Sooner or later, everything comes around again — around and around and around and around. Are you dizzy yet? Hula hooping, a teenage fad dating back to the 1950s, is coming back, in juiced-up form, and it’s making its way to Mid-Michigan.
In recent years, a new form of hula hooping called “hoop dance” has caught on in the United States, most notably on the east and west coast. Unlike the hula hooping of the “Patty Duke” era, hoop dance is a combination of hooping around the waist, neck, arms, or legs, along with dance moves and hoop tricks with names like the Escalator and Isolation. (There are hundreds of moves to choose from.) If you’re still unsure what hoop dance is, there are hundreds of videos online.
While hula hooping is typically associated with children, hoop dance is capturing the attention of people of all ages.
“Whether you’re a kid or adult, everybody enjoys it. I’ve very rarely come across a person who doesn’t laugh or smile or have fun with it”, said Missy Cooke, owner and instructor of Lansing Hoops. “There’s a lot of versatility in hooping that allows any type of body, fitness level, and artistic style do it.”
For Dorothy Archambeau, one of Missy’s students, hooping is a way to relive childhood memories.
“When I was a kid I could hoop like crazy, so I thought it would be fun to try again,” Archambeau said. “I love the classes. They are great exercise, which is why I joined. You learn how to do tricks quickly and look like a pro in no time! Missy is an incredible, natural teacher.”
Cooke, who opened Lansing Hoops in July 2014, only started hooping in April 2014.“I actually met a professional hula hooper — I didn’t even know that was a thing — and she got me into hula hooping. I was looking for an exercise I could do with my kids and simultaneously I was looking for a new business opportunity,” Cooke said. “I didn’t know how to hula hoop so I had to teach myself so I could carry out this business adventure.”
Although hooping has been making its way to the Midwest in recent years, starting Lansing Hoops was difficult for Cooke. She considers hooping a young, underground activity because most people think hooping is just waist hooping.
“I had to do a lot of work to educate the community about what it is and that everyone can do it. One of the best things I’ve done is just be out in the community with my hoop, hooping. People can’t help but walk up and ask you questions about it,” Cooke said.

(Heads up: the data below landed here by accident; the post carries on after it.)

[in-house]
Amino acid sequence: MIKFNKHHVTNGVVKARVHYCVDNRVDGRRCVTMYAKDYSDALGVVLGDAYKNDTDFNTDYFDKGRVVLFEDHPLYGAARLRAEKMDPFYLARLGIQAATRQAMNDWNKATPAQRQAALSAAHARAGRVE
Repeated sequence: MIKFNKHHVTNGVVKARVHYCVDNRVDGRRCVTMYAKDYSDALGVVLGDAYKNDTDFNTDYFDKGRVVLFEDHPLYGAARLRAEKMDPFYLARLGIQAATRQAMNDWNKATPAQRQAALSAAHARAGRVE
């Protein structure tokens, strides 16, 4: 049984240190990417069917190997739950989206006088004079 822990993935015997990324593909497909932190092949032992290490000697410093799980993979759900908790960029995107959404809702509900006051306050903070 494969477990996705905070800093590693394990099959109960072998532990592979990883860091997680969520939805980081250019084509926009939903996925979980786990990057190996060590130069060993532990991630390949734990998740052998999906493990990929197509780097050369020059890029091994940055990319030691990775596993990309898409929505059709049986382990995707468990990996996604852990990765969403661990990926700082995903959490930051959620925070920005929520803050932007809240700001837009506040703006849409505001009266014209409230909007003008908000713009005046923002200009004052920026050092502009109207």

Yusuke Hasegawa, one of Cooke’s students, likes to take her hoops to public gatherings like picnics and music festivals. “It’s a great way to get a group of strangers playing together,” Hasegawa said.
Because the business is still fairly new, Cooke only offers one children’s class and one adult class. Although registration is closed for the children’s class, people of any skill level are encouraged to come to the adult class. Cooke incorporate moves that everyone can learn at their own level.
“My main goal is that the person gets out of the class what they came there for,” Cooke said. “A bigger goal I have as a teacher is to teach people that hooping is a lot more than just waist hooping and that it’s a ton of fun and that there’s a lot of versatility to it.”
For people who are nervous or unsure about hooping, Cooke offers a free hoop jam at Patriarche Park every Wednesday from 6:30 to 8:30 p.m. until mid-August. Any skill level is encouraged to come, and Cooke considers it a great way to get the hooping community together.
Cooke’s classes are held at 1607 E. Kalamazoo St. every Tuesday from 8 to 9 p.m. The first class is free and every class after is $20 to drop-in or $60 for a four-week program. More information can be found at lansinghoops.com.
“I have seen more interest and I’ve also seen a lot of living room hoopers come out into the community and teach each other,” Cooke said.
Before Cooke began to teach hooping and prosyletize about it publicly, there were a few scattered hoopers in the area, but a network is starting to grow.
“More hoopers out creates more awareness,” Cooke said. “That’s been really nice, because the community that already existed became more cohesive.”